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Stories from Utah’s geologic and anthropological past and present are both profound and musical. Listen to the elegant music of Matt Durrant, featuring a pianist and bassoonist - presented in eleven short sections- each section inspired by specific exhibits at the Natural History Museum of Utah.
The Wall of Glass and Butterflies
I. The Wall of Glass and Butterflies
The first, and arguably one of the most impressive, sights that one sees as they enter the museum is the enormous display in the canyon area. This exhibit is literally a glass wall filled from the floor to the ceiling with many beautiful artifacts, including a large variety of colorful butterflies. This piece reflects the feelings of awe and excitement a person might feel as they enter the museum and see this display. To some extent it also seeks to depict how the butterflies are arranged in the display, suggesting they are fluttering upward.
II. Ancient Seas
Believe it or not, much of Utah used to be covered by water. You’d have to go back millions of years, but if you did you’d find large seas filled with all kinds of aquatic life. As one journeys through the museum eventually you will come across a series of maps showing the changes in Utah’s geography through the millenia, including the formation and loss of these ancient seas. This piece is a speculative representation of what the life in these seas may have been like. Imagine corals, strange crustaceans, and jellyfish floating about aimlessly in these ancient seas.
In the Life exhibit there is a large stuffed beaver. On land the beaver is a bit awkward, waddling on its stubby legs. However, in the water the beaver is incredibly fast and smooth. The music reflects this by juxtaposing a klunky waltz against a smooth and flowing middle section.
IV. The Land of Ghosts
One of the highlights of the museum is seeing the fossilized skeletons of animals from Dinosaurs to Mammoths. At the end of this exhibit is this quote on the wall:
"Most of the Western Hemisphere's charismatic large mammals no longer exist. As a result, without knowing it, Americans live in a land of ghosts"
- Paul S. Martin
I feel this statement sums up the fossil exhibits quite nicely and really sets the mood for this piece of music.
V. Lythronax Argestes (King of Gore)
While this set of pieces was nearing completion, I heard the news of a fierce new species of Dinosaur being discovered in southern Utah. The Lythronax argestes is now on display in the museum. Being a relative of the Tyrannosaurs rex and looking rather nasty itself, I wrote this music to sound like what its nickname, the King of Gore, brings to mind. The Bassoon uses a special technique to mimic a Dinosaur Roar and the music in general is jagged, relentless, and violent, much like an encounter with a hungry Lythronax argestes may have been.
This is the only piece in this set written for solo Bassoon. Its beauty is not found in harmony and fullness, but in expressive austerity. While it may seem simple, there is much musical information presented for consideration and later development. The many bones on display throughout the museum are similarly beautiful, and the empty, lifeless skeletons are also full of information about the ancient creatures who once possessed them.
VII. Geologic Time
This movement is played without pause between it and the preceding movement and begins where the piano enters. Together, Bones and Geologic Time present a narrative of the process of fossilization. Through eons of time and under the right conditions, bones can be changed from living matter into stone. The musical material presented in simple form by the Bassoon in Bones is developed and altered in Geologic Time until it becomes something entirely new, thus creating a musical representation this process.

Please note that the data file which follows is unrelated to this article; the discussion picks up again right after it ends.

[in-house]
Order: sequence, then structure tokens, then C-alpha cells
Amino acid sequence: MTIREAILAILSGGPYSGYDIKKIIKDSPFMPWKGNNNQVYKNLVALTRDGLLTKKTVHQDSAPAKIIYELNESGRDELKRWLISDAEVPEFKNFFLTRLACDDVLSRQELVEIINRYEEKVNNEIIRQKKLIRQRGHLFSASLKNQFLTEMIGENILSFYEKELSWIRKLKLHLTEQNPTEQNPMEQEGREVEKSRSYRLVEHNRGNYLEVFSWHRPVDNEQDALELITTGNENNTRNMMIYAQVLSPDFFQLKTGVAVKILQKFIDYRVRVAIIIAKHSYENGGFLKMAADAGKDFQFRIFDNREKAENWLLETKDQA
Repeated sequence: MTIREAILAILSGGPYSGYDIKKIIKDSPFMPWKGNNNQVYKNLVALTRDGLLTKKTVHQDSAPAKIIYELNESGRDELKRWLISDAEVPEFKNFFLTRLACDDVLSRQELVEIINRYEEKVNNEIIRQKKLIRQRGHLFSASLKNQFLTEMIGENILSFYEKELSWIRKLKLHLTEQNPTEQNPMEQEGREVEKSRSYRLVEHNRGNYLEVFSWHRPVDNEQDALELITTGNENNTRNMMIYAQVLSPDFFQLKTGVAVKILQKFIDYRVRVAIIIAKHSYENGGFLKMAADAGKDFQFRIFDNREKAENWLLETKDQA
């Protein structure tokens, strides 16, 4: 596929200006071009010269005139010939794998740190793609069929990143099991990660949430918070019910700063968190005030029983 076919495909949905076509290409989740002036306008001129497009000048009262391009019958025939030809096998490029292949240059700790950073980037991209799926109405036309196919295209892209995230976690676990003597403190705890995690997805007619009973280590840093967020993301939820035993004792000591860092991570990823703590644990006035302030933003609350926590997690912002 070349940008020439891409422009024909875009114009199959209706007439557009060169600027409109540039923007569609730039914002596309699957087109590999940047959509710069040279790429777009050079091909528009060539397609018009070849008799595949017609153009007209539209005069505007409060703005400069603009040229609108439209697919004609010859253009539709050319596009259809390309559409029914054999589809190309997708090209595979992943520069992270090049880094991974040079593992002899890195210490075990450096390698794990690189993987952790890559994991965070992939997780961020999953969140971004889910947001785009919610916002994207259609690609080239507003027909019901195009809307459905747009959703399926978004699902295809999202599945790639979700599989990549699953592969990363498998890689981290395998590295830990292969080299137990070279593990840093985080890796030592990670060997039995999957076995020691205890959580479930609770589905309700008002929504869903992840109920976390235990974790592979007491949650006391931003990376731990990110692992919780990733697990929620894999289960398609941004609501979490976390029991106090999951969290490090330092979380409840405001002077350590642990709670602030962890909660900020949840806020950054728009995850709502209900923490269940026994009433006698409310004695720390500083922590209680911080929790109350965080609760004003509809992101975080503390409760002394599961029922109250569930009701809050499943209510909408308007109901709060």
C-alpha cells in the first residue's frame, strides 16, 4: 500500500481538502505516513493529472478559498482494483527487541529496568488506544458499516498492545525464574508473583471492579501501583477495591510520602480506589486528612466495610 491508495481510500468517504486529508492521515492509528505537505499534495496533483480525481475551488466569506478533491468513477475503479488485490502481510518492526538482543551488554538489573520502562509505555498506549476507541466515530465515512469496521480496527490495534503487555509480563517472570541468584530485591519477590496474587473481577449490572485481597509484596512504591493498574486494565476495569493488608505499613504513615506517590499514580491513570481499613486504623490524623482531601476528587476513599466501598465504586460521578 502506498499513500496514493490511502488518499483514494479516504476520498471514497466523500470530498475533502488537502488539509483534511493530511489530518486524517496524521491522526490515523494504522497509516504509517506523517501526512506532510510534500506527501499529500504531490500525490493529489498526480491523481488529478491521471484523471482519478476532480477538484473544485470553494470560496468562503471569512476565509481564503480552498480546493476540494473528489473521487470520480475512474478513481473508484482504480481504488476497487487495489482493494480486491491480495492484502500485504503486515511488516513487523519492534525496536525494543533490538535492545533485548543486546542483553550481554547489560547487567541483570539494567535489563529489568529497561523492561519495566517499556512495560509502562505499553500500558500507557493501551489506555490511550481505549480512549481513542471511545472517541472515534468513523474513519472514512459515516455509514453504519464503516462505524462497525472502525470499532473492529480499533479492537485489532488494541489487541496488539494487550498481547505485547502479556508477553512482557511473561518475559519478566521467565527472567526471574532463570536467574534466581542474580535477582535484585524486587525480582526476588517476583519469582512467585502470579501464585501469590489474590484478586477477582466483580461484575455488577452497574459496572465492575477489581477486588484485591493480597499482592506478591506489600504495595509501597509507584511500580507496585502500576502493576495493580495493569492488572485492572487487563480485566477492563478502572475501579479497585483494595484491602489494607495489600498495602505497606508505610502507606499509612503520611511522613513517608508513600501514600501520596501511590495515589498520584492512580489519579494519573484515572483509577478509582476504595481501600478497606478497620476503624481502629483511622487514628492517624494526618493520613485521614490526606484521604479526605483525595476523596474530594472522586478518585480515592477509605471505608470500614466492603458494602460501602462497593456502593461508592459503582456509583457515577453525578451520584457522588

VIII. Tectonic Shift
Utah is a geologically active state and the museum itself sits on our very own Wasatch Fault. Seismic activity can be devastatingly destructive, but one only needs to look at the Wasatch Mountains to witness the grandeur and beauty of what this activity can also create. Tectonic Shift is made up of different motives and melodic patterns that are altered or destroyed only to be presented in new ways, a representation of the ongoing creative/destructive geologic process of the Wasatch Fault.
Utah is rich with human history as shown by the many cliff dwellings, petroglyphs, and other artifacts left by those who came before. The Natural History Museum of Utah is fortunate to house a large collection of these artifacts, and it is upon this collection that this movement is based. The music is simple and chant-like giving it an ancient, almost mysterious feel and evoking images of what life may have been like for those who lived here hundreds or even thousands of years ago.
In the Rocks and Minerals exhibit there are a certain class of rocks on display which, when exposed to certain wavelengths of light, glow with all sorts of weird fluorescent colors. However, under normal light they appear to be ordinary, unremarkable rocks. This movement brings to life this contrast by pitting a quasi-baroque theme against a smooth tango. Just like these rocks are leading a double life, so is the music.
XI. Native Voices
The Native American cultures of Utah are beautifully represented on the top floor of the museum. The music for this exhibit is both tender and achingly nostalgic, perhaps representing the desire to return to the days before so much of their heritage was lost. A theme loosely based on a Navajo tune suggests that hope for the future takes the form of passing traditions on to the next generation. While much has been lost, much remains.
Matthew Durrant’s music has been performed throughout the United States at festivals, conferences, and recitals. His style is very melodic and can be thought of as neo-tonal. While his music is generally triadic in nature, its richness is expanded by